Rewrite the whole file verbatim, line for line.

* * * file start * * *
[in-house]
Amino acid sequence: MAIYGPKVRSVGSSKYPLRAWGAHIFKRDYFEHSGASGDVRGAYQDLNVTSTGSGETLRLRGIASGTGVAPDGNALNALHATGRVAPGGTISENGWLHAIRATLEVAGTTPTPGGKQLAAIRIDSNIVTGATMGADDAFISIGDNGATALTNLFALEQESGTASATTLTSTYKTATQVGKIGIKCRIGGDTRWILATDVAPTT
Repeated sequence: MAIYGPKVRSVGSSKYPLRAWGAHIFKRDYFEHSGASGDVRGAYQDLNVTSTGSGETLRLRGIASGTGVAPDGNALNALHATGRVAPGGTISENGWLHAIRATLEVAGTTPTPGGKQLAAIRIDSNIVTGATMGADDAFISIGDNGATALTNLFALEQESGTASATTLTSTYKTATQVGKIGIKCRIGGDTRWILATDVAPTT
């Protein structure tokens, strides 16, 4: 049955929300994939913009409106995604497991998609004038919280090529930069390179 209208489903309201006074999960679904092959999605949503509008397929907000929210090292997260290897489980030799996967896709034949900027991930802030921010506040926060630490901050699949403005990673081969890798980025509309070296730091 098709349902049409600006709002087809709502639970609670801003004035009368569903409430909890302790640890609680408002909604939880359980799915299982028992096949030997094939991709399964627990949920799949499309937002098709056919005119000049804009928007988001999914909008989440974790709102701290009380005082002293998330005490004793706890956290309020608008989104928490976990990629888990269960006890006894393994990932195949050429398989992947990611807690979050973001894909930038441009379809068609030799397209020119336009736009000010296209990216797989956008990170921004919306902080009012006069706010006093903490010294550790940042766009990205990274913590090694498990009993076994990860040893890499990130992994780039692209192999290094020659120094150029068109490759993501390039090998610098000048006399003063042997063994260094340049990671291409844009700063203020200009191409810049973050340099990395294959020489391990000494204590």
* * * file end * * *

[in-house]
Amino acid sequence: MAIYGPKVRSVGSSKYPLRAWGAHIFKRDYFEHSGASGDVRGAYQDLNVTSTGSGETLRLRGIASGTGVAPDGNALNALHATGRVAPGGTISENGWLHAIRATLEVAGTTPTPGGKQLAAIRIDSNIVTGATMGADDAFISIGDNGATALTNLFALEQESGTASATTLTSTYKTATQVGKIGIKCRIGGDTRWILATDVAPTT
Repeated sequence: MAIYGPKVRSVGSSKYPLRAWGAHIFKRDYFEHSGASGDVRGAYQDLNVTSTGSGETLRLRGIASGTGVAPDGNALNALHATGRVAPGGTISENGWLHAIRATLEVAGTTPTPGGKQLAAIRIDSNIVTGATMGADDAFISIGDNGATALTNLFALEQESGTASATTLTSTYKTATQVGKIGIKCRIGGDTRWILATDVAPTT
């Protein structure tokens, strides 16, 4: 049955929300994939913009409106995604497991998609004038919280090529930069390179 209208489903309201006074999960679904092959999605949503509008397929907000929210090292997260290897489980030799996967896709034949900027991930802030921010506040926060630490901050699949403005990673081969890798980025509309070296730091 098709349902049409600006709002087809709502639970609670801003004035009368569903409430909890302790640890609680408002909604939880359980799915299982028992096949030997094939991709399964627990949920799949499309937002098709056919005119000049804009928007988001999914909008989440974790709102701290009380005082002293998330005490004793706890956290309020608008989104928490976990990629888990269960006890006894393994990932195949050429398989992947990611807690979050973001894909930038441009379809068609030799397209020119336009736009000010296209990216797989956008990170921004919306902080009012006069706010006093903490010294550790940042766009990205990274913590090694498990009993076994990860040893890499990130992994780039692209192999290094020659120094150029068109490759993501390039090998610098000048006399003063042997063994260094340049990671291409844009700063203020200009191409810049973050340099990395294959020489391990000494204590």